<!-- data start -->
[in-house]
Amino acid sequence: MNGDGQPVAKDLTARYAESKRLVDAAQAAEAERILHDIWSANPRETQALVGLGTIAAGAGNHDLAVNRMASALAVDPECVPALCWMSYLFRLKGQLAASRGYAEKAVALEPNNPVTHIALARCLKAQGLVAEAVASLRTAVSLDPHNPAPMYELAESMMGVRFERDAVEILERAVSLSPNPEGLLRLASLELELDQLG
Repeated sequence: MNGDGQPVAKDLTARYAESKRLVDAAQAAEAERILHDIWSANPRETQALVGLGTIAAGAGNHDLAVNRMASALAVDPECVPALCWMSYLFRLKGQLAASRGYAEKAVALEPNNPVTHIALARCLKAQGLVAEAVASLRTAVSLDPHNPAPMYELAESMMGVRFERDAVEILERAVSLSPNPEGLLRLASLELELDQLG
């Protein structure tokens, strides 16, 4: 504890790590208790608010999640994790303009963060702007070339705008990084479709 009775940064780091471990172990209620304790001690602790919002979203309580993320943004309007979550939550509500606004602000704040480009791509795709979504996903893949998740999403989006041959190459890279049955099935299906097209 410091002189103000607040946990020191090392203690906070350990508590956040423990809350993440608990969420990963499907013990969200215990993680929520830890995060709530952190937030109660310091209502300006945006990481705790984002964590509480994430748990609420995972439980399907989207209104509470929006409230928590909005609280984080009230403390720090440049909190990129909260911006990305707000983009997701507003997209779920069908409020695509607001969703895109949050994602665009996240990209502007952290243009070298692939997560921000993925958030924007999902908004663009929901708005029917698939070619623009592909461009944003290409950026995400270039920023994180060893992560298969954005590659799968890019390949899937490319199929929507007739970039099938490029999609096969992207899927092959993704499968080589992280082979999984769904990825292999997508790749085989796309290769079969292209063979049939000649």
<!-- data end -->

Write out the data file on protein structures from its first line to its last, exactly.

[in-house]
Amino acid sequence: MNGDGQPVAKDLTARYAESKRLVDAAQAAEAERILHDIWSANPRETQALVGLGTIAAGAGNHDLAVNRMASALAVDPECVPALCWMSYLFRLKGQLAASRGYAEKAVALEPNNPVTHIALARCLKAQGLVAEAVASLRTAVSLDPHNPAPMYELAESMMGVRFERDAVEILERAVSLSPNPEGLLRLASLELELDQLG
Repeated sequence: MNGDGQPVAKDLTARYAESKRLVDAAQAAEAERILHDIWSANPRETQALVGLGTIAAGAGNHDLAVNRMASALAVDPECVPALCWMSYLFRLKGQLAASRGYAEKAVALEPNNPVTHIALARCLKAQGLVAEAVASLRTAVSLDPHNPAPMYELAESMMGVRFERDAVEILERAVSLSPNPEGLLRLASLELELDQLG
């Protein structure tokens, strides 16, 4: 504890790590208790608010999640994790303009963060702007070339705008990084479709 009775940064780091471990172990209620304790001690602790919002979203309580993320943004309007979550939550509500606004602000704040480009791509795709979504996903893949998740999403989006041959190459890279049955099935299906097209 410091002189103000607040946990020191090392203690906070350990508590956040423990809350993440608990969420990963499907013990969200215990993680929520830890995060709530952190937030109660310091209502300006945006990481705790984002964590509480994430748990609420995972439980399907989207209104509470929006409230928590909005609280984080009230403390720090440049909190990129909260911006990305707000983009997701507003997209779920069908409020695509607001969703895109949050994602665009996240990209502007952290243009070298692939997560921000993925958030924007999902908004663009929901708005029917698939070619623009592909461009944003290409950026995400270039920023994180060893992560298969954005590659799968890019390949899937490319199929929507007739970039099938490029999609096969992207899927092959993704499968080589992280082979999984769904990825292999997508790749085989796309290769079969292209063979049939000649």